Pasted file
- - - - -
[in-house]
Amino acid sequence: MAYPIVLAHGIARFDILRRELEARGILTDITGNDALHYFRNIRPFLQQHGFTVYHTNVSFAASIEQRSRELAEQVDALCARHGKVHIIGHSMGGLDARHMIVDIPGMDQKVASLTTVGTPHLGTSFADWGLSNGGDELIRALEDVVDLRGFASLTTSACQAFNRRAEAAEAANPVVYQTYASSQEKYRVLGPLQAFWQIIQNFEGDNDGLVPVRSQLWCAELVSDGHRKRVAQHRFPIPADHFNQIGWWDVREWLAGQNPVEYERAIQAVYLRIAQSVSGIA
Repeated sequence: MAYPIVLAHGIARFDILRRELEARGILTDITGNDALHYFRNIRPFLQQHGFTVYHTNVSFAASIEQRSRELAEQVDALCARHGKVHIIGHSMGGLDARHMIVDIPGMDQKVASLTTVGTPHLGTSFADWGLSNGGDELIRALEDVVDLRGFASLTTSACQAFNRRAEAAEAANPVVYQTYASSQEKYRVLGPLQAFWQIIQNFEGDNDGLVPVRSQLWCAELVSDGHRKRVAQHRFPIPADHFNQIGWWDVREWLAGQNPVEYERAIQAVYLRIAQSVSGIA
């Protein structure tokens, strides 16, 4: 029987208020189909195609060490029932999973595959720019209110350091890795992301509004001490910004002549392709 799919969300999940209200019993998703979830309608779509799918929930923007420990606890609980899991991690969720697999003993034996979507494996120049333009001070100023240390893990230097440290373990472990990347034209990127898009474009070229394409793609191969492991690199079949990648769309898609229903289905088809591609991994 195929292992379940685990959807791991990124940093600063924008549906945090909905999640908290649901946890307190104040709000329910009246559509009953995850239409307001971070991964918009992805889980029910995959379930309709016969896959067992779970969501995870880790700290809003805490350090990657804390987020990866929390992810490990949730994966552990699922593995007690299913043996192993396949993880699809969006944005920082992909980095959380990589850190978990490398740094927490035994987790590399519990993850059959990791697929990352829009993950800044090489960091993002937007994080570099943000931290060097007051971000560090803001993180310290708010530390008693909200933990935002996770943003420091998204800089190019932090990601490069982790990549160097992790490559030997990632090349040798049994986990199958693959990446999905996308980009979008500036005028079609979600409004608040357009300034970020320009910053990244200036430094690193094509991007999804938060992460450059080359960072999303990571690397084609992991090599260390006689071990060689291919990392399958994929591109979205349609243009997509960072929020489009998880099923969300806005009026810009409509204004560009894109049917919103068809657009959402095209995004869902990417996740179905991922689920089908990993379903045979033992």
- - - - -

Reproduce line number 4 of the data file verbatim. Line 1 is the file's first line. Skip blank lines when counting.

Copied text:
């Protein structure tokens, strides 16, 4: 029987208020189909195609060490029932999973595959720019209110350091890795992301509004001490910004002549392709 799919969300999940209200019993998703979830309608779509799918929930923007420990606890609980899991991690969720697999003993034996979507494996120049333009001070100023240390893990230097440290373990472990990347034209990127898009474009070229394409793609191969492991690199079949990648769309898609229903289905088809591609991994 195929292992379940685990959807791991990124940093600063924008549906945090909905999640908290649901946890307190104040709000329910009246559509009953995850239409307001971070991964918009992805889980029910995959379930309709016969896959067992779970969501995870880790700290809003805490350090990657804390987020990866929390992810490990949730994966552990699922593995007690299913043996192993396949993880699809969006944005920082992909980095959380990589850190978990490398740094927490035994987790590399519990993850059959990791697929990352829009993950800044090489960091993002937007994080570099943000931290060097007051971000560090803001993180310290708010530390008693909200933990935002996770943003420091998204800089190019932090990601490069982790990549160097992790490559030997990632090349040798049994986990199958693959990446999905996308980009979008500036005028079609979600409004608040357009300034970020320009910053990244200036430094690193094509991007999804938060992460450059080359960072999303990571690397084609992991090599260390006689071990060689291919990392399958994929591109979205349609243009997509960072929020489009998880099923969300806005009026810009409509204004560009894109049917919103068809657009959402095209995004869902990417996740179905991922689920089908990993379903045979033992």